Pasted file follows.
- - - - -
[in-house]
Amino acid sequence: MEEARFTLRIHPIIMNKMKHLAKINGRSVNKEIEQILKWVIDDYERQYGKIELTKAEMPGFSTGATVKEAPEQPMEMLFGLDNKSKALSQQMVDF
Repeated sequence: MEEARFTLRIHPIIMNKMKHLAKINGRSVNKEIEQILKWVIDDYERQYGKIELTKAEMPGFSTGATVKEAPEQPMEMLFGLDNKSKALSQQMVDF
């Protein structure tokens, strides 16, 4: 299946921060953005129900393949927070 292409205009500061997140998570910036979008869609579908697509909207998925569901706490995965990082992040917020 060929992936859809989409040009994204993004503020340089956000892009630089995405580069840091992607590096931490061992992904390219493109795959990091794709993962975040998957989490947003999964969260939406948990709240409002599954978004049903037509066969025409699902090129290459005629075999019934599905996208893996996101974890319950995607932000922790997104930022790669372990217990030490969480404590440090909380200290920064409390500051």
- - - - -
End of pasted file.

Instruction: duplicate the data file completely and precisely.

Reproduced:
[in-house]
Amino acid sequence: MEEARFTLRIHPIIMNKMKHLAKINGRSVNKEIEQILKWVIDDYERQYGKIELTKAEMPGFSTGATVKEAPEQPMEMLFGLDNKSKALSQQMVDF
Repeated sequence: MEEARFTLRIHPIIMNKMKHLAKINGRSVNKEIEQILKWVIDDYERQYGKIELTKAEMPGFSTGATVKEAPEQPMEMLFGLDNKSKALSQQMVDF
């Protein structure tokens, strides 16, 4: 299946921060953005129900393949927070 292409205009500061997140998570910036979008869609579908697509909207998925569901706490995965990082992040917020 060929992936859809989409040009994204993004503020340089956000892009630089995405580069840091992607590096931490061992992904390219493109795959990091794709993962975040998957989490947003999964969260939406948990709240409002599954978004049903037509066969025409699902090129290459005629075999019934599905996208893996996101974890319950995607932000922790997104930022790669372990217990030490969480404590440090909380200290920064409390500051």